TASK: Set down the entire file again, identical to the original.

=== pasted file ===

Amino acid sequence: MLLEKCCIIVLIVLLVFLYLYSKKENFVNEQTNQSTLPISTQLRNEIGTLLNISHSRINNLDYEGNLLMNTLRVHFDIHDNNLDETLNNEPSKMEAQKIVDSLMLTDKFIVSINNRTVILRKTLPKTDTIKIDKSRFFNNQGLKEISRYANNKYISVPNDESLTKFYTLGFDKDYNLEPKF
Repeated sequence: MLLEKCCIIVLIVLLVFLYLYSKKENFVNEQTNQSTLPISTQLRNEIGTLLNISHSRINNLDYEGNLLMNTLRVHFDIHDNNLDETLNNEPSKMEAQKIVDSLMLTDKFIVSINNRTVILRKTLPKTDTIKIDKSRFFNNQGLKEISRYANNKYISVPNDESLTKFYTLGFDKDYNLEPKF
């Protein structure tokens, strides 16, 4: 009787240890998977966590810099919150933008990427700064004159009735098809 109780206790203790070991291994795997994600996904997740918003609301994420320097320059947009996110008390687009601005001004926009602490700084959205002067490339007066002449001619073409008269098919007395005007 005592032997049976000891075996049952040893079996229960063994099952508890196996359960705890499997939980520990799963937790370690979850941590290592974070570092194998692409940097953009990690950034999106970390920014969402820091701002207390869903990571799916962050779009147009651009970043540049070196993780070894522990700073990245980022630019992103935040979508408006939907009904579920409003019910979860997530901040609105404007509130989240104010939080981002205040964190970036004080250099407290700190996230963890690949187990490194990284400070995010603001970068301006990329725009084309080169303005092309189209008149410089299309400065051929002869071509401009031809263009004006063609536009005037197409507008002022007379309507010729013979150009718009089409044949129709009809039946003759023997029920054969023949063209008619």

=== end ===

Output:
Amino acid sequence: MLLEKCCIIVLIVLLVFLYLYSKKENFVNEQTNQSTLPISTQLRNEIGTLLNISHSRINNLDYEGNLLMNTLRVHFDIHDNNLDETLNNEPSKMEAQKIVDSLMLTDKFIVSINNRTVILRKTLPKTDTIKIDKSRFFNNQGLKEISRYANNKYISVPNDESLTKFYTLGFDKDYNLEPKF
Repeated sequence: MLLEKCCIIVLIVLLVFLYLYSKKENFVNEQTNQSTLPISTQLRNEIGTLLNISHSRINNLDYEGNLLMNTLRVHFDIHDNNLDETLNNEPSKMEAQKIVDSLMLTDKFIVSINNRTVILRKTLPKTDTIKIDKSRFFNNQGLKEISRYANNKYISVPNDESLTKFYTLGFDKDYNLEPKF
């Protein structure tokens, strides 16, 4: 009787240890998977966590810099919150933008990427700064004159009735098809 109780206790203790070991291994795997994600996904997740918003609301994420320097320059947009996110008390687009601005001004926009602490700084959205002067490339007066002449001619073409008269098919007395005007 005592032997049976000891075996049952040893079996229960063994099952508890196996359960705890499997939980520990799963937790370690979850941590290592974070570092194998692409940097953009990690950034999106970390920014969402820091701002207390869903990571799916962050779009147009651009970043540049070196993780070894522990700073990245980022630019992103935040979508408006939907009904579920409003019910979860997530901040609105404007509130989240104010939080981002205040964190970036004080250099407290700190996230963890690949187990490194990284400070995010603001970068301006990329725009084309080169303005092309189209008149410089299309400065051929002869071509401009031809263009004006063609536009005037197409507008002022007379309507010729013979150009718009089409044949129709009809039946003759023997029920054969023949063209008619």